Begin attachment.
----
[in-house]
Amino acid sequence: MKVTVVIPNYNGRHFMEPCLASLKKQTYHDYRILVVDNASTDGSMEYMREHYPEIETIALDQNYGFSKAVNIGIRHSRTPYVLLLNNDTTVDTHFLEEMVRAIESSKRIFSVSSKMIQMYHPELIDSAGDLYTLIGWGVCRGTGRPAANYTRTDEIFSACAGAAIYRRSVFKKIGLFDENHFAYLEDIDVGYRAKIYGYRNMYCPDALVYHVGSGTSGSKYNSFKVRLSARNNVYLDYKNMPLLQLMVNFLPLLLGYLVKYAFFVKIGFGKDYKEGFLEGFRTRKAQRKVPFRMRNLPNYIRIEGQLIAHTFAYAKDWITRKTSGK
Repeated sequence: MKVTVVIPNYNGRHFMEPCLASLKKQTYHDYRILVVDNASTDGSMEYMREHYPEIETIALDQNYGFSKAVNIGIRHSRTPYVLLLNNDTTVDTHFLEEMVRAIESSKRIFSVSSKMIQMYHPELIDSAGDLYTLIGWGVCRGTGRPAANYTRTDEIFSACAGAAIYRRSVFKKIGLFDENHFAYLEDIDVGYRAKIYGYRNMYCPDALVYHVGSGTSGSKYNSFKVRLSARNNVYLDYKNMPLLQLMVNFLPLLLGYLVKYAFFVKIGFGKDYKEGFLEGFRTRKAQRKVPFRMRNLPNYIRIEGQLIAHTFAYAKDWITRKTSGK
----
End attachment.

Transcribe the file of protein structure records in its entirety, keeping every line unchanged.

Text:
[in-house]
Amino acid sequence: MKVTVVIPNYNGRHFMEPCLASLKKQTYHDYRILVVDNASTDGSMEYMREHYPEIETIALDQNYGFSKAVNIGIRHSRTPYVLLLNNDTTVDTHFLEEMVRAIESSKRIFSVSSKMIQMYHPELIDSAGDLYTLIGWGVCRGTGRPAANYTRTDEIFSACAGAAIYRRSVFKKIGLFDENHFAYLEDIDVGYRAKIYGYRNMYCPDALVYHVGSGTSGSKYNSFKVRLSARNNVYLDYKNMPLLQLMVNFLPLLLGYLVKYAFFVKIGFGKDYKEGFLEGFRTRKAQRKVPFRMRNLPNYIRIEGQLIAHTFAYAKDWITRKTSGK
Repeated sequence: MKVTVVIPNYNGRHFMEPCLASLKKQTYHDYRILVVDNASTDGSMEYMREHYPEIETIALDQNYGFSKAVNIGIRHSRTPYVLLLNNDTTVDTHFLEEMVRAIESSKRIFSVSSKMIQMYHPELIDSAGDLYTLIGWGVCRGTGRPAANYTRTDEIFSACAGAAIYRRSVFKKIGLFDENHFAYLEDIDVGYRAKIYGYRNMYCPDALVYHVGSGTSGSKYNSFKVRLSARNNVYLDYKNMPLLQLMVNFLPLLLGYLVKYAFFVKIGFGKDYKEGFLEGFRTRKAQRKVPFRMRNLPNYIRIEGQLIAHTFAYAKDWITRKTSGK